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Date: Mon, 4 Jul 2016 14:45:38 +0200
From: "" <>
Subject: Re: 2-Factor vs Authentication

On 07/04/2016 02:25 PM, Ark Arkenoi wrote:
> Yes, exactly: it was meant to massively reduce false positives, while keeping false negatives acceptably low.

false-negatives are never acceptably low, because they tend to occur in 
very critical moments.
for example, with SMS second factor you lose access to your account when 
travelling -- suddenly the password you carry in your VERY OWN HEAD is 
no longer proof of this head identity -- this is fucking INSULTING.

Your interaction with your virtual representation became dependent on
fucking many random factors: your phone battery, your provider 
availability, your physical location.

Not mentioning that the assumed attack cost against SS7 is only 
applicable to random strangers -- for the mobile phone operator this 
cost is ZERO.
your SMS second factor is compromised by literally many thousands people!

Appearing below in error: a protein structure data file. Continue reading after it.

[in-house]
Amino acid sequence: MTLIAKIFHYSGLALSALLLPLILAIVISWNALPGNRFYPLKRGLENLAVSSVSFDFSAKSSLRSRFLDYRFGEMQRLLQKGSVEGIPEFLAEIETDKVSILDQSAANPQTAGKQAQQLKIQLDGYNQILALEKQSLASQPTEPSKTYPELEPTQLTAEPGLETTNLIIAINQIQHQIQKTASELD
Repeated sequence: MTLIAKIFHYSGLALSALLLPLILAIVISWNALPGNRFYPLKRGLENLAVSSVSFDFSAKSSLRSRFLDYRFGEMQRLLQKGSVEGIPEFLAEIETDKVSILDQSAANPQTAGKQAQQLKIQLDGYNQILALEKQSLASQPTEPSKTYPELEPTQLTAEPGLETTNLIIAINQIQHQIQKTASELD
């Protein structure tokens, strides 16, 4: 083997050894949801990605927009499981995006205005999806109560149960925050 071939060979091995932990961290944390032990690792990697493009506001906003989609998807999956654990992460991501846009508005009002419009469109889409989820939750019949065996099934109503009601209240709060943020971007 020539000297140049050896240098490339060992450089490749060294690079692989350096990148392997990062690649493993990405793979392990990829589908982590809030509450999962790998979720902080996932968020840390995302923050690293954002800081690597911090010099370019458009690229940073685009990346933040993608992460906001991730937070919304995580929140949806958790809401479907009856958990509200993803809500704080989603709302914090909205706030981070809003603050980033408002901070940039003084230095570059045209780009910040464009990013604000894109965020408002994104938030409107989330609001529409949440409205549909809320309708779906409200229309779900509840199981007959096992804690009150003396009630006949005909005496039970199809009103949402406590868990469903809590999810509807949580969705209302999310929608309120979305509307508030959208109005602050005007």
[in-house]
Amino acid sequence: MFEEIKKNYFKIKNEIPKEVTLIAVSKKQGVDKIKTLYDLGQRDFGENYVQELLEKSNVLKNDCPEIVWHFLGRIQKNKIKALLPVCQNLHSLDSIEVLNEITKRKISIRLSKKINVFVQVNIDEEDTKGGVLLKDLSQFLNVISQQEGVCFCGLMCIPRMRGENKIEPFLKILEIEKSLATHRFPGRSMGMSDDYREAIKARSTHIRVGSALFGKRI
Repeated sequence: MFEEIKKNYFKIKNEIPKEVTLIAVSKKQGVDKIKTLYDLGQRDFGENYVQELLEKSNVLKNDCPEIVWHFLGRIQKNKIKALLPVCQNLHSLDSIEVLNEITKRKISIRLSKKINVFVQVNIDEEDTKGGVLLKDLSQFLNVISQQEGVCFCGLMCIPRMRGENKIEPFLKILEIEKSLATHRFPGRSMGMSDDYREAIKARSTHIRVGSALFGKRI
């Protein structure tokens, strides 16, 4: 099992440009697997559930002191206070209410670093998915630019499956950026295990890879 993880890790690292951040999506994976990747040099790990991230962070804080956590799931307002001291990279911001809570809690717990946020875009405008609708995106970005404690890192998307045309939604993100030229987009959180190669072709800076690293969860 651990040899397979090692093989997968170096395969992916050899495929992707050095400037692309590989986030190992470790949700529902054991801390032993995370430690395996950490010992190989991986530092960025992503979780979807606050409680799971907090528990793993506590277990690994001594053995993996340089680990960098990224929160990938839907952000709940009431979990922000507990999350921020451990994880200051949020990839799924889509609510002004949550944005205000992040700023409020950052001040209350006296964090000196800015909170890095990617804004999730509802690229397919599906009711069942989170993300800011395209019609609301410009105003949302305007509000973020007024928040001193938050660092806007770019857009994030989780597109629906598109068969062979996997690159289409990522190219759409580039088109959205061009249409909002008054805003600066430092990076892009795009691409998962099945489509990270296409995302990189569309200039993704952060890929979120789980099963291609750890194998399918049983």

therefore, your initially assumed cost/benefit ratio is far from being 
obvious. for me, it seems too costly, too damaging and barely beneficial 
at all.

> BTW sms was much less reliable back those days and inter-operator issues happened all the time.
> Sent from my BlackBerry 10 smartphone.
>   Original Message
> From:
> Sent: Monday, July 4, 2016 14:34
> To:
> Reply To:
> Subject: Re: [passwords] 2-Factor vs Authentication
> On 07/03/2016 07:11 PM, ArkanoiD wrote:
>> The common consensus was ....
>> SMS+password being better than password alone, thus adding extra layer
>> won't hurt.
> This is a tremendously extraordinary statement in need of a huge proof.
> terms "extra layer" and "better" point to merely a cloud of human feelings.
> I can accept the premise for this statement:
> adding SMS to password reduces false-positive auth outcomes.
> (no matter how much and how needed)
> But it also increase false-negative auth outcomes!!!
> and I speculate sometimes it hurts the security too.
> and after all, as you now witnessing, when a logically inconsistent
> bullshit becomes accepted as a part of an info system, it tends to
> overthrow the logic of the host system and turn it into crap entirely.
> Same goes to the password policies.

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